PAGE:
Etomidate – there is always a downside

January 14, 2014 by  
Filed under All Updates, ICU

By Norwegian intensivist/anaesthetist/HEMS Physician Dr Per Bredmose.

[Warning - Rant level: Viking]

Etomidate has for a long time been known in some countries as the “drug of choice” for RSI in unstable/fragile patients. This is due to the fact that induction with etomidate is fairly cardiovascularly stable. However, there is a down side: a subsequent suppression of adrenal function. This was initially discovered after etomidate was used for sedation infusions on ICU.

It has for a long time been debated whether this is a side effect with clinical implications after a single dose induction… and yes it has.

A recent Japanese study demonstrates this(1). This is a large propensity based study. Now, propensity based statistics are pretty complex to explain. In short, it is an advanced method to strengthen the statistics when comparing groups in non-cross over studies.

In this study 2616 patients receiving etomidate for induction and a volatile agent for maintenance are included.
This showed an increased OR for 30-days mortality with a factor of 2.5 and 1.5 times greater chance for a major cardiovascular event in hospital. Interestingly enough, there were no significant differences in either perioperative vasopressor use or infections complications during hospital stay.

What does this mean?
In my mind and experience, it strengthens the fact that there is no wonder drug. And also that there seems to be a reason for why etomidate is de-registered in many countries.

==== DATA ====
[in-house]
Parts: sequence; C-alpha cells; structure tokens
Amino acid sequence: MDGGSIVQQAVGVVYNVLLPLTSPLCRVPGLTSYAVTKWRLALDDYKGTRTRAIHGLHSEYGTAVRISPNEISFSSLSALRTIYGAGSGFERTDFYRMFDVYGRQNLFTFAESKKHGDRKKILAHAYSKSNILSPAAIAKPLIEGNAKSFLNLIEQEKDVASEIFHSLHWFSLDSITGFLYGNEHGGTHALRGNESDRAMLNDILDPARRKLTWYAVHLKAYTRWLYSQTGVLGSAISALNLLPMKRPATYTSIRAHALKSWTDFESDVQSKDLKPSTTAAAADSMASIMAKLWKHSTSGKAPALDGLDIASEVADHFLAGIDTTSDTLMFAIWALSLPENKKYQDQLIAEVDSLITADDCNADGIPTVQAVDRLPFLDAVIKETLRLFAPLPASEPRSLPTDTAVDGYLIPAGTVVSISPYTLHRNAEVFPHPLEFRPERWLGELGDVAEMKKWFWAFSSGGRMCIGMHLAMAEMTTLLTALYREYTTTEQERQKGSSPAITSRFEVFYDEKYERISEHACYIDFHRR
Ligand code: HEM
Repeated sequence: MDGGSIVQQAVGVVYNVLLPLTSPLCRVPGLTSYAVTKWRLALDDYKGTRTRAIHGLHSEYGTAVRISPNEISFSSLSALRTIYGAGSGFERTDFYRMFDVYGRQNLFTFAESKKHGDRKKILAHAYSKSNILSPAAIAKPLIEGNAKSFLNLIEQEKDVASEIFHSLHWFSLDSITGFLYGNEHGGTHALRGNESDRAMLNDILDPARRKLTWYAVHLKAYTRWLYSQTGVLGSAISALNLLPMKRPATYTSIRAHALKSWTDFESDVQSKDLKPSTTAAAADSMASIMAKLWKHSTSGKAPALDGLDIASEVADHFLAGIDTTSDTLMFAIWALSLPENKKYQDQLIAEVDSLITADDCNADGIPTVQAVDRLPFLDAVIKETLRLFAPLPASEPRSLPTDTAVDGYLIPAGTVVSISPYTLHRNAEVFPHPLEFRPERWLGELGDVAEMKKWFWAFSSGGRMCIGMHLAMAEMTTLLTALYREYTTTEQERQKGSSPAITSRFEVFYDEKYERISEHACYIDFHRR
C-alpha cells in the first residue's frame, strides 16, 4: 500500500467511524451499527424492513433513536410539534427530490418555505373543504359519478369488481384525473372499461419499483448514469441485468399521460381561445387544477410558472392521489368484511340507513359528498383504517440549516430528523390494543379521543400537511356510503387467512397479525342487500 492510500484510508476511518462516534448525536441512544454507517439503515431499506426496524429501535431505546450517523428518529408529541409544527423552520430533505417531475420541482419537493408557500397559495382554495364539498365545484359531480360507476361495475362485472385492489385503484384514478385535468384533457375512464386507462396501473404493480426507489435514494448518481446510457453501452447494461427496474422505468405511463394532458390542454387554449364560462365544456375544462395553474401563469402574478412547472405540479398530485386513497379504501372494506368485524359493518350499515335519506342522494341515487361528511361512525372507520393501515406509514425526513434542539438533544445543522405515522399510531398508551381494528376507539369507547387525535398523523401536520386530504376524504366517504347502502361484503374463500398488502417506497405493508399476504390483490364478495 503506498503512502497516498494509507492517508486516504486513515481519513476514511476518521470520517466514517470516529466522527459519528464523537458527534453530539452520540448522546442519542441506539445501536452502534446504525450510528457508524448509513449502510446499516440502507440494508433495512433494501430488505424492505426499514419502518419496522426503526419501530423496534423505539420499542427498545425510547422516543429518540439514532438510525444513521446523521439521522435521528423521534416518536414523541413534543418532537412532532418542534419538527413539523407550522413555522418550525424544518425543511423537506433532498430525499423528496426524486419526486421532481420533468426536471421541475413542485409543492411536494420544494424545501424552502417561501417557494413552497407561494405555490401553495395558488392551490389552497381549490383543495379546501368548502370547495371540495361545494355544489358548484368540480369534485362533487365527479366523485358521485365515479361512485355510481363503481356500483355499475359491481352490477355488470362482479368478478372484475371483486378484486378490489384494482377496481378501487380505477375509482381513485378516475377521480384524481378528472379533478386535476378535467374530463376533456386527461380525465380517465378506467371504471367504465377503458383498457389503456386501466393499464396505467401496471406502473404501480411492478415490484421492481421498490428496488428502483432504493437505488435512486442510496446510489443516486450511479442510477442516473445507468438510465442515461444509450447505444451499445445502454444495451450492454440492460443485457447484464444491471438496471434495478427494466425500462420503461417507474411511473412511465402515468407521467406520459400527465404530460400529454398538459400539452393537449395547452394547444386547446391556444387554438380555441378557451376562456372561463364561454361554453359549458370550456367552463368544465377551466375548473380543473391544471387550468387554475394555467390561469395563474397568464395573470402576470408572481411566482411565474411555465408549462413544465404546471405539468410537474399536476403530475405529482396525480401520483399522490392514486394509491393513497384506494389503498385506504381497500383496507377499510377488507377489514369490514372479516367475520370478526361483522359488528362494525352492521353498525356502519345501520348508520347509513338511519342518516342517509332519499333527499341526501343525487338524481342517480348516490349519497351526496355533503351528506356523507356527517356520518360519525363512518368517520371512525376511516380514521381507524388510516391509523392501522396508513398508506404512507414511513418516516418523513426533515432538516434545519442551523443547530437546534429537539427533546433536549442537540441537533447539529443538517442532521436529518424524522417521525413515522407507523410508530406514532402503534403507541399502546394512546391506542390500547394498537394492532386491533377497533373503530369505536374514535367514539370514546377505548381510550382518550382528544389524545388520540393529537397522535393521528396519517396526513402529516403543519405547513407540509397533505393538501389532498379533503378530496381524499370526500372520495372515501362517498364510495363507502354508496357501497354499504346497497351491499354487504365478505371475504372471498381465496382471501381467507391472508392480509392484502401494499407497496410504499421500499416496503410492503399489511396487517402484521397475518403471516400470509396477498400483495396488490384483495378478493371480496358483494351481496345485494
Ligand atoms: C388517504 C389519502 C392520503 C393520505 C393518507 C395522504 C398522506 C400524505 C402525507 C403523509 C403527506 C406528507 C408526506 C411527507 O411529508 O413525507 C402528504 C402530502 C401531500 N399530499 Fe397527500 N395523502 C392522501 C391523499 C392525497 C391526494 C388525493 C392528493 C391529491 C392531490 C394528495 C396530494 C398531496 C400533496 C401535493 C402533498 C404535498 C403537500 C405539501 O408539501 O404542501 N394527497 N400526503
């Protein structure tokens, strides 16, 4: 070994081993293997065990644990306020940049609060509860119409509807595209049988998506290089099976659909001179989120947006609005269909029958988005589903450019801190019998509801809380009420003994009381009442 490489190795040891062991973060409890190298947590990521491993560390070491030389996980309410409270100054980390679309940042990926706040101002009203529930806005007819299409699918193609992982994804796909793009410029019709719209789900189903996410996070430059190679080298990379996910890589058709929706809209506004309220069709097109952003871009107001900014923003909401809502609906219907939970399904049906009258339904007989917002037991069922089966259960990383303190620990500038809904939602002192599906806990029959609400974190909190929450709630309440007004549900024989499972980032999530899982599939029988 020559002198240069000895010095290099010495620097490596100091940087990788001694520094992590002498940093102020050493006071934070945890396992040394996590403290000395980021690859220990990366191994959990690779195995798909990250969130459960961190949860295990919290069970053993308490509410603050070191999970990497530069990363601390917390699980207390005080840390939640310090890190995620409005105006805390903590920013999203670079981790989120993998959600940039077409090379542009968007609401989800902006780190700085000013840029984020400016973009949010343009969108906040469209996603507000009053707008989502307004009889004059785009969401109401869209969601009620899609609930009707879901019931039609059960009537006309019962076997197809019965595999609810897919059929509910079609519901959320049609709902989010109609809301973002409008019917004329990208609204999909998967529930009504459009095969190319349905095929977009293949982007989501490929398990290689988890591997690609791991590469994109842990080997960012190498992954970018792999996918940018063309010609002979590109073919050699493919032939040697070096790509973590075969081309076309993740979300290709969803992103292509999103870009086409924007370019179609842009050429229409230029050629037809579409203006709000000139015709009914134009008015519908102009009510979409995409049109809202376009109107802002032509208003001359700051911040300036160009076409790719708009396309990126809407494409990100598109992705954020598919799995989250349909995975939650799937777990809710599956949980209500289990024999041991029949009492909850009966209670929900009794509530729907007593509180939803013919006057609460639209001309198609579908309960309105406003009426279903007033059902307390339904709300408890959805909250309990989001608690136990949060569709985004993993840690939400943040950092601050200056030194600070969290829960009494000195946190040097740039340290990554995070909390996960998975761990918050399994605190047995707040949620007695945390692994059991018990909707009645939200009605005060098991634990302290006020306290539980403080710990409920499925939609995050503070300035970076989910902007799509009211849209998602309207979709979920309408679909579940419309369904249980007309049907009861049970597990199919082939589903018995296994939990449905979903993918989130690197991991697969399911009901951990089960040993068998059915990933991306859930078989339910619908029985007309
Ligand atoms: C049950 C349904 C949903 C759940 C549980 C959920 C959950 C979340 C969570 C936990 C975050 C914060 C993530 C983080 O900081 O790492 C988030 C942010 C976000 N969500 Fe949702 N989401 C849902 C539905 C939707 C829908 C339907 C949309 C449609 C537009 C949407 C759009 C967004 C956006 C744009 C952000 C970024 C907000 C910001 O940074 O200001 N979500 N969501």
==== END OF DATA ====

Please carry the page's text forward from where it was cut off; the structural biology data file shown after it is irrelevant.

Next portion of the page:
Also, it tells me that for a safe prehospital RSI we need physicians capable of clinical judgment and “decision making” to tailor an (any) induction agent to the specific individual patient. In my mind, there is no room for an etomidate-only (dose / weight) induction protocol!

1. Komatsu R, You J, Mascha EJ, Sessler DI, Kasuya Y, Turan A.
Anesthetic induction with etomidate, rather than propofol, is associated with increased 30-day mortality and cardiovascular morbidity after noncardiac surgery.
Anesth Analg. 2013 Dec;117(6):1329-37

Comments

3 Responses to “Etomidate – there is always a downside”

  1. Cliff on January 14th, 2014 23:53

    Thanks Viking One. Another study showing correlation but not necessarily causation, but ammunition for the anti-etomidate camp.

    To me this is an OR-based study and although they were ASA physical status III and IV patients this doesn’t automatically translate to the EM/ICM/PHARM environment. The lack of increase in vasopressor use does undermine the adrenal mechanism for harm doesn’t it?

    We don’t have etomidate, but I discarded it long before I left the UK in favour of ketamine. I don’t think etomidate will be buried unless a proper RCT provides compelling evidence for harm.

    Thanks for posting

    Cliff

  2. Dr Abu Galib on January 17th, 2014 00:14

    So what is is the current choices in RSI? Propofol/Ketamine/Midazolam?

  3. Jens Michelsen on January 27th, 2014 19:27

    I agree with Cliff. The study just shows that anesthetists are good at predicting who is going to die. They use etomidate for the dying and propofol for the living. Fancy statistics can’t correct for good intuition. We need randomized trials.

    I think the induction agent depends on the patient,

    propofol/thiopental for high ICP, seizures or tox patients
    ketamin for shock
    etomidate for bad hearts???